Twenty years ago I held my first born son, filling my eyes and heart with his tiny perfection. Since that moment I have been preparing myself to let him go. They say a dying man's life plays out before him, but immediately following the birth of each of our four sons I experienced an overwhelming sense of the rest of their lives: their future accomplishments and fears; the relationships that were waiting to frustrate, teach and delight them; the choices they would make in their unfolding lives and of course their burgeoning independence. This last one, their independence and my responsibility for encouraging it to grow, has brought me both excruciating fear and heart-swelling joy. It is a theme to which I often find myself returning when talking about the trials and pleasures of raising children.
The painting Holding On & Letting Go illustrates my feelings about being a parent, and a child for that matter. Each sphere represents a point in this relationship, time moves on in a clockwise direction, beginning with the orange sphere growing inside the pink one and ending with the pink one being contained inside the orange one. However it is not a simple timeline with one beginning and one ending: the cycle is repeated infinitely during the relationship, on miniscule and enormous scales.
As well as representing the obvious relationship of mother and unborn child, the first sphere refers to the notion of how we hold inside what is important to us and shape it so it can be passed on. When I first planned out the next three spheres showing the cradling, holding and supporting of something small and precious as it grows, I was thinking simply about the developing child. However as I worked on the piece more it also came to depict for me the process of becoming self reliant with the support of someone who has gone before you. Each time one of my children does something independently, be it choosing what to sprinkle on the fairy cakes as a toddler, disagreeing with a friend who has made a bad choice as a teenager or deciding which house to rent as a student, I feel myself letting go a little bit more.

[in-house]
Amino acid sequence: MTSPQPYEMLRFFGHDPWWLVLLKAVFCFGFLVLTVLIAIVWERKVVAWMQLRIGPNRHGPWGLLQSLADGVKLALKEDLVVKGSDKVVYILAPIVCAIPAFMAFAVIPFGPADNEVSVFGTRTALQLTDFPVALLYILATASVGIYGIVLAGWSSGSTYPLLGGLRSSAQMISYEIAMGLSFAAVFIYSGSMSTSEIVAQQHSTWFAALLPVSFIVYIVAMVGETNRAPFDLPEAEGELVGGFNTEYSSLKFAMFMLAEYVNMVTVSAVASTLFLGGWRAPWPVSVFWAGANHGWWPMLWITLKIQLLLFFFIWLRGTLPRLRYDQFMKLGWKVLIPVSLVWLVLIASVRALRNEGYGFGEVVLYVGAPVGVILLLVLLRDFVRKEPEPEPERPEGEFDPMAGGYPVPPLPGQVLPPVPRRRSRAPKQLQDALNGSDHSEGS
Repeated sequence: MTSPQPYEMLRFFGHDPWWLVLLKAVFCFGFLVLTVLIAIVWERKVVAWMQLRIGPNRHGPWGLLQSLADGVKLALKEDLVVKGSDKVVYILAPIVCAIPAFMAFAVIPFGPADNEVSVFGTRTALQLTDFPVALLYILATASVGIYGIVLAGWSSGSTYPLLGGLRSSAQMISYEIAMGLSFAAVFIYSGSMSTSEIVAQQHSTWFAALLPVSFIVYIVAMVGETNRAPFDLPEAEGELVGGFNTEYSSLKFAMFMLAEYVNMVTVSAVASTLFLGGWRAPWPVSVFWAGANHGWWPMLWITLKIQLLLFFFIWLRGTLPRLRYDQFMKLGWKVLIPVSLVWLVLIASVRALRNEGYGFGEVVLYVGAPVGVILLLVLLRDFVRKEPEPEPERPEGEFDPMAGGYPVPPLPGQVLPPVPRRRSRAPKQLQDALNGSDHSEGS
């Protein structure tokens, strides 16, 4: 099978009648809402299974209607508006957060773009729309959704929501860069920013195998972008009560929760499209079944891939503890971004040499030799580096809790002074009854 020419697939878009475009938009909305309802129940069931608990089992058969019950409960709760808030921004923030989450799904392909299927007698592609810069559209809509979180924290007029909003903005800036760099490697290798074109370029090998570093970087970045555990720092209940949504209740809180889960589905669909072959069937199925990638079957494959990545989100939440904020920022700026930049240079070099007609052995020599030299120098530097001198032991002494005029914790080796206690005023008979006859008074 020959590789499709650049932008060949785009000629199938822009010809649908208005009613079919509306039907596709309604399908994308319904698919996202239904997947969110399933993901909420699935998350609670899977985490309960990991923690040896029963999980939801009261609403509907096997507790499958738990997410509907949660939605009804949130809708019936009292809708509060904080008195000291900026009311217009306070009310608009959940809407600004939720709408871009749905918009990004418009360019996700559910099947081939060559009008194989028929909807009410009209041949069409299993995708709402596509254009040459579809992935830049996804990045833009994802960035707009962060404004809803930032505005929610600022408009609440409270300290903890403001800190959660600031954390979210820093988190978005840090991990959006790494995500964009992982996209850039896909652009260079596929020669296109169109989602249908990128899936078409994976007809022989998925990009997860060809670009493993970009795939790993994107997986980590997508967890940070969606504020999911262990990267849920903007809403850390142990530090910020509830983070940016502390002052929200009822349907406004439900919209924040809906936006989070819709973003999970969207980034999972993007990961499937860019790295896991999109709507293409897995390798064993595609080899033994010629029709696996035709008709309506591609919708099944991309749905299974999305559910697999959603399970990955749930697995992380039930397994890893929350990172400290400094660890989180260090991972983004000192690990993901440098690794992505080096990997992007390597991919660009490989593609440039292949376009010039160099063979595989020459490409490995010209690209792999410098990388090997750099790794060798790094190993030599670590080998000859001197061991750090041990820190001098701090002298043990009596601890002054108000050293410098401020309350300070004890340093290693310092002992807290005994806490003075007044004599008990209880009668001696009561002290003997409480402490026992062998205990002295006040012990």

At the bottom of the circle the spheres are of equal size and are holding on to each other. It wasn't until I had completed the painting that I realised that the orange one has the dominant hand position, maybe this is to reassure the pink one in preparation for the next stage - the orange one moves away and is only partly visible in the painting.
When the orange one returns the pink one has reduced in size: as we reach the end of our lives it is often the case that the relationship reverses, as our abilities diminish and we need more support. However, this point in the painting also expresses the idea that we are needed less by our children as they become more independent. After lots of practising together, they can tie their own shoelaces; negotiate confidently and come to agreements; and navigate their way through relationships.
In the last sphere of the cycle the orange one seems to be on its own, but look closely and you will see there is a small pink sphere held there inside. It would be too obvious to explain this last point as simply holding on to the memory of someone after they have died. It also represents the idea that even when we are physically absent from our children we leave our values and beliefs with them- they can keep what is important to them and shape it ready to hand on.
Holding On & Letting Go is currently for sale at the Bury Collective exhibition
(http://www.facebook.com/burycollective) in The Malt Bar at Automatic, Market Street, Bury